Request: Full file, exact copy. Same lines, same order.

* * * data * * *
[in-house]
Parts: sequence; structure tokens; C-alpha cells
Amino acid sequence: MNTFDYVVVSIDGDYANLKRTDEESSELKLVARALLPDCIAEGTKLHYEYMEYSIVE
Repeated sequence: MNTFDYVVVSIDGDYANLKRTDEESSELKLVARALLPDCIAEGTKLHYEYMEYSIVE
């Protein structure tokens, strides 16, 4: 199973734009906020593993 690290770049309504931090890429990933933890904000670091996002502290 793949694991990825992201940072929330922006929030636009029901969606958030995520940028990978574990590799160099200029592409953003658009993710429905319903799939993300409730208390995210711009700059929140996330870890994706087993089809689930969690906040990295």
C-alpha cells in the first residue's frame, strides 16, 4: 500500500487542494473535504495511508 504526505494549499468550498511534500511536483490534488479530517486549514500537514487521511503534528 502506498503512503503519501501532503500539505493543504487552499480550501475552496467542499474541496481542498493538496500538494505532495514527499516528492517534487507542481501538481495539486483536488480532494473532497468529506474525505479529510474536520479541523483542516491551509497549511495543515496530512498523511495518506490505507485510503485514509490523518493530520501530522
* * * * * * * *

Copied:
[in-house]
Parts: sequence; structure tokens; C-alpha cells
Amino acid sequence: MNTFDYVVVSIDGDYANLKRTDEESSELKLVARALLPDCIAEGTKLHYEYMEYSIVE
Repeated sequence: MNTFDYVVVSIDGDYANLKRTDEESSELKLVARALLPDCIAEGTKLHYEYMEYSIVE
């Protein structure tokens, strides 16, 4: 199973734009906020593993 690290770049309504931090890429990933933890904000670091996002502290 793949694991990825992201940072929330922006929030636009029901969606958030995520940028990978574990590799160099200029592409953003658009993710429905319903799939993300409730208390995210711009700059929140996330870890994706087993089809689930969690906040990295």
C-alpha cells in the first residue's frame, strides 16, 4: 500500500487542494473535504495511508 504526505494549499468550498511534500511536483490534488479530517486549514500537514487521511503534528 502506498503512503503519501501532503500539505493543504487552499480550501475552496467542499474541496481542498493538496500538494505532495514527499516528492517534487507542481501538481495539486483536488480532494473532497468529506474525505479529510474536520479541523483542516491551509497549511495543515496530512498523511495518506490505507485510503485514509490523518493530520501530522